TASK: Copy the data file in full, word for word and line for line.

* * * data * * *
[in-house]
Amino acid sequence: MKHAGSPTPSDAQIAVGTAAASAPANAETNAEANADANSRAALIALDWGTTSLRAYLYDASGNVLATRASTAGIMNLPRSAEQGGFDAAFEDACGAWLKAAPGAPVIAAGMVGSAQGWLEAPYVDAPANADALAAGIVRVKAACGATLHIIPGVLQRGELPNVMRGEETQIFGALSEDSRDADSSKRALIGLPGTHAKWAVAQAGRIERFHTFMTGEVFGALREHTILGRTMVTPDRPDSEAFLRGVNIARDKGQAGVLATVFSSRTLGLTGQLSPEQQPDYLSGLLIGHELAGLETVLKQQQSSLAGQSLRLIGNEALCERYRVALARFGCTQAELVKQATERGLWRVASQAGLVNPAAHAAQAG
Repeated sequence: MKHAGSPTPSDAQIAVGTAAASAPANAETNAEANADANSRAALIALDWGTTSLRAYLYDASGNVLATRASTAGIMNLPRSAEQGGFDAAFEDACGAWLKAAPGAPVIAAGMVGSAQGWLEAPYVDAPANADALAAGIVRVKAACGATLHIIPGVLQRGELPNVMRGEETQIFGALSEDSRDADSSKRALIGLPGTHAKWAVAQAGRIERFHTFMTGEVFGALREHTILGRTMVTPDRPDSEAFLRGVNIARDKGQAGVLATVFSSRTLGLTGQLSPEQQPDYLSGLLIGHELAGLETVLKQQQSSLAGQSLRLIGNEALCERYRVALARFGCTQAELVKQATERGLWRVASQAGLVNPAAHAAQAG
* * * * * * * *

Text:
[in-house]
Amino acid sequence: MKHAGSPTPSDAQIAVGTAAASAPANAETNAEANADANSRAALIALDWGTTSLRAYLYDASGNVLATRASTAGIMNLPRSAEQGGFDAAFEDACGAWLKAAPGAPVIAAGMVGSAQGWLEAPYVDAPANADALAAGIVRVKAACGATLHIIPGVLQRGELPNVMRGEETQIFGALSEDSRDADSSKRALIGLPGTHAKWAVAQAGRIERFHTFMTGEVFGALREHTILGRTMVTPDRPDSEAFLRGVNIARDKGQAGVLATVFSSRTLGLTGQLSPEQQPDYLSGLLIGHELAGLETVLKQQQSSLAGQSLRLIGNEALCERYRVALARFGCTQAELVKQATERGLWRVASQAGLVNPAAHAAQAG
Repeated sequence: MKHAGSPTPSDAQIAVGTAAASAPANAETNAEANADANSRAALIALDWGTTSLRAYLYDASGNVLATRASTAGIMNLPRSAEQGGFDAAFEDACGAWLKAAPGAPVIAAGMVGSAQGWLEAPYVDAPANADALAAGIVRVKAACGATLHIIPGVLQRGELPNVMRGEETQIFGALSEDSRDADSSKRALIGLPGTHAKWAVAQAGRIERFHTFMTGEVFGALREHTILGRTMVTPDRPDSEAFLRGVNIARDKGQAGVLATVFSSRTLGLTGQLSPEQQPDYLSGLLIGHELAGLETVLKQQQSSLAGQSLRLIGNEALCERYRVALARFGCTQAELVKQATERGLWRVASQAGLVNPAAHAAQAG